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Neo-Assyrian Empire

AssyriaNeo-Babylonian Empire
934 BC – 609 BC
Map of Assyria
Map of the Neo-Assyrian Empire and its expansions.
Capital Assur (934 BC)
Nineveh (706 BC)
Harren (612 BC)
Language Akkadian, Aramaic
Religion Henotheism
Government
King
- 934 BC – 912 BC
- 612 BC – 609 BC
Monarchy

Ashur-dan II (first)
Ashur-uballit II (last)
Historical Era
- Reign of Ashur-dan II
- Battle of Nineveh
- Battle of Megiddo
Iron Age
934 BC
612 BC
609 BC

The Neo-Assyrian Empire was and empire located in Mesopotamia history wich begun in 934 BC and ended in 609 BC. During this period, Assyria assumed a position as the most powerful state on earth, successfully eclipsing Babylonia, Egypt, Urartu/Armenia and Elam for dominance of the Near East, Asia Minor, Caucasus, North Africa and east Mediterranean, though not until the reforms of Tiglath-Pileser III in the 8th century BC did it become a vast empire. Assyria was originally an Akkadian kingdom which evolved in the 25th to 24th Centuries BC. The earliest Assyrian kings such as Tudiya were relatively minor rulers, and after the founding of the Akkadian Empire, which lasted from 2334 BC to 2154 BC, these kings became subject to Sargon of Akkad, who united all the Akkadian and Sumerian speaking peoples of Mesopotamia under one rule. The urbanised Akkadian nation of Assyria (and from 1894 BC, Babylonia) largely evolved from the dissolution of the Akkadian Empire. In the Old Assyrian period of the Early Bronze Age, Assyria had been a kingdom of northern Mesopotamia (modern-day northern Iraq), competing for dominance initially with the Hattians and Hurrians of Asia Minor, and the ancient Sumero-Akkadian "city states" such as Isin, Ur and Larsa, and later with Babylonia which was founded by Amorites in 1894 BC, and often under Kassite rule. During the 20th Century BC, it established colonies in Asia Minor, and under the 20th Century BC King Ilushuma, Assyria conducted many successful raids against the states of the south. It had experienced fluctuating fortunes in the Middle Assyrian period. Assyria had a period of empire under Shamshi-Adad I in the late 19th to mid 18th Centuries BC, following this it found itself under short periods of Babylonian and Mitanni-Hurrian domination in the 17th and 15th Centuries BC respectively, followed by another period of great power and empire from 1365 BC to 1074 BC, that included the reigns of great kings such as Ashur-uballit I, Tukulti-Ninurta I and Tiglath-Pileser I. During the ancient 'Dark Ages' Assyria remained a strong and stable nation, unlike its rivals. Beginning with the campaigns of Adad-nirari II, it again became a great power, overthrowing the Twenty-fifth dynasty of Egypt and conquering Egypt, Babylonia, Elam, Urartu, Media, Persia, Mannea, Gutium, Phoenicia/Canaan, Aramea (Syria), Arabia, Israel, Judah, Philistia, Edom, Moab, Samarra, Cilicia, Cyprus, Chaldea, Nabatea, Commagene, Dilmun and the Hurrians, Shutu and neo Hittites; driving the Nubians, Kushites and Ethiopians from Egypt; defeating the Cimmerians and Scythians; and exacting tribute from Phrygia, Magan and Punt among others. The Neo-Assyrian Empire succeeded the Middle Assyrian period and Middle Assyrian Empire (14th to 10th century BC). Some scholars, such as Richard Nelson Frye, regard the Neo-Assyrian Empire to be the first real empire in human history. During this period, Aramaic was also made an official language of the empire, alongside the Akkadian language.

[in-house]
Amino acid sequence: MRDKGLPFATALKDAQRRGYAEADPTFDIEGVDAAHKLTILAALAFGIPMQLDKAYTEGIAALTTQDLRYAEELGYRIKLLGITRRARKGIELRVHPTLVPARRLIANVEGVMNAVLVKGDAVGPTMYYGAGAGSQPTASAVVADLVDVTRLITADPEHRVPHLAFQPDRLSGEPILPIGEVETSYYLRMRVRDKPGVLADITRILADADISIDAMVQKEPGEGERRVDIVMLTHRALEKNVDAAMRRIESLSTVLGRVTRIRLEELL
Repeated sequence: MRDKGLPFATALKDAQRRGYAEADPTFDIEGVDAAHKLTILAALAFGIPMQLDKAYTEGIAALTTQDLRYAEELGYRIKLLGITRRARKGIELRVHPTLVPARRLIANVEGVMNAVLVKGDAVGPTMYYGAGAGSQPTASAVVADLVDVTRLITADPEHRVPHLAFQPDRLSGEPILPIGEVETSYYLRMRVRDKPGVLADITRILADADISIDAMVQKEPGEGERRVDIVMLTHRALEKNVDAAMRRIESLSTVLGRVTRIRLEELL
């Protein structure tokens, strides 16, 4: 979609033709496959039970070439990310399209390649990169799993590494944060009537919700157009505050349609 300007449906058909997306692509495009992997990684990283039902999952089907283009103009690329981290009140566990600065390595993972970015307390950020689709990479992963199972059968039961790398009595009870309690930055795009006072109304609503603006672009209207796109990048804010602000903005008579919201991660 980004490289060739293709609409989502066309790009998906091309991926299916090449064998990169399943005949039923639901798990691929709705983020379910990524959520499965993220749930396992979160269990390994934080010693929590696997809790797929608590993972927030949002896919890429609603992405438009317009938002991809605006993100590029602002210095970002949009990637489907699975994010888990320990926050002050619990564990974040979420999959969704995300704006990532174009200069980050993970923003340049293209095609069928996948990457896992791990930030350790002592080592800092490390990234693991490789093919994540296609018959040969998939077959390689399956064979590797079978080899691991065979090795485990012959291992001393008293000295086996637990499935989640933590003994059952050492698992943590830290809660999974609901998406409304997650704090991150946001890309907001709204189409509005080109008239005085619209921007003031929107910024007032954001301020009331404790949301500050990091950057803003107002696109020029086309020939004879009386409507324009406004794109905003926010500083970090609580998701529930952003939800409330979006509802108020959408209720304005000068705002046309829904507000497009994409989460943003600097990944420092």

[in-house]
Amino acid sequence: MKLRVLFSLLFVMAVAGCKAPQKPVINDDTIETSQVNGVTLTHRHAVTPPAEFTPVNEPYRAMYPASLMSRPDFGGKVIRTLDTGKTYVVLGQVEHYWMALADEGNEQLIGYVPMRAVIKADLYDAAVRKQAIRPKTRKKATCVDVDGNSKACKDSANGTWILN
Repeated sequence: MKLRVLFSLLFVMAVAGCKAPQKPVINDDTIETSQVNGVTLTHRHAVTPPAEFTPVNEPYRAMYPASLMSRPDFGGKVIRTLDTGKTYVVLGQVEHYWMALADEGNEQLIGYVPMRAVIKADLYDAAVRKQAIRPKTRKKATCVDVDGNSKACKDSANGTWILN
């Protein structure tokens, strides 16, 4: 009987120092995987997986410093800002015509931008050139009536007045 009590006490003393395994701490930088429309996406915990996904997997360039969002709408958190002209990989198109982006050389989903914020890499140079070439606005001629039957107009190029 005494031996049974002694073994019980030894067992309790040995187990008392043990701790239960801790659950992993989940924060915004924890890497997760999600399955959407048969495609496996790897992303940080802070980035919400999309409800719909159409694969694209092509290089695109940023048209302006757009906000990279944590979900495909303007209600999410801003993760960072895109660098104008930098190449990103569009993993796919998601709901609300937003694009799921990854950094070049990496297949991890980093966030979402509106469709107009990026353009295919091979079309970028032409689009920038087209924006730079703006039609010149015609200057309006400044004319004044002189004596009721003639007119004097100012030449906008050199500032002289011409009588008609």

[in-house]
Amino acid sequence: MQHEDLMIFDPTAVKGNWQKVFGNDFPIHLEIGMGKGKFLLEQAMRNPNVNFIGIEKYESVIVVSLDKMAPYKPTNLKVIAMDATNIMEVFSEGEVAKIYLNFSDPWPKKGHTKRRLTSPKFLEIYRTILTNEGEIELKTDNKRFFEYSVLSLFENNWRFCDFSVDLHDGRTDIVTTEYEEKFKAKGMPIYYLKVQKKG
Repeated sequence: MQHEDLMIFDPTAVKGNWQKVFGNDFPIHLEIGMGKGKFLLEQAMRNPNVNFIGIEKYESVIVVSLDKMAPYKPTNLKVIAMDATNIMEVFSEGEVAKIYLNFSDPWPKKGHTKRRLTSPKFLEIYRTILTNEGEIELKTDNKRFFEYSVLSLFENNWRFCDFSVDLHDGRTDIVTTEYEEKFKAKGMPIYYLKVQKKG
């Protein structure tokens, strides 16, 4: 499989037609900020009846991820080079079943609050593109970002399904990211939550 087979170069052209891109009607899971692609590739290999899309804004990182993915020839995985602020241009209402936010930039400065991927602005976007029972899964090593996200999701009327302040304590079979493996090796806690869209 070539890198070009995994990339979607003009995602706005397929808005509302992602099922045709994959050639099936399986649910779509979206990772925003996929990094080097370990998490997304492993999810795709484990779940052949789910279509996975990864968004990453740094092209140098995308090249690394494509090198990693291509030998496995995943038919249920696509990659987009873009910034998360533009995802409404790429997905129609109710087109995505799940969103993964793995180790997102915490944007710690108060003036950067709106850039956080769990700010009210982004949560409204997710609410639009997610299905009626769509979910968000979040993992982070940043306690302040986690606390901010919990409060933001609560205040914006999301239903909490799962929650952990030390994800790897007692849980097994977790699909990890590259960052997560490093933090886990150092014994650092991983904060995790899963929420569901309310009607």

Assyria finally succumbed to a coalition of Babylonians, Medes, Scythians, and others at the Fall of Nineveh in 612 BC, and the sacking of its last capital Harran in 608 BC. More than half a century later, Babylonia and Assyria became provinces of the Persian Empire. Though the Assyrians during the reign of Ashurbanipal destroyed the Elamite civilization, the Assyrians' culture did influence the succeeding empires of the Medes and the Persians, Indo-Iranian peoples who had been dominated by Assyria.

See Also:Edit

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934 BC – 609 BC
Neo-Babolonian Empire >>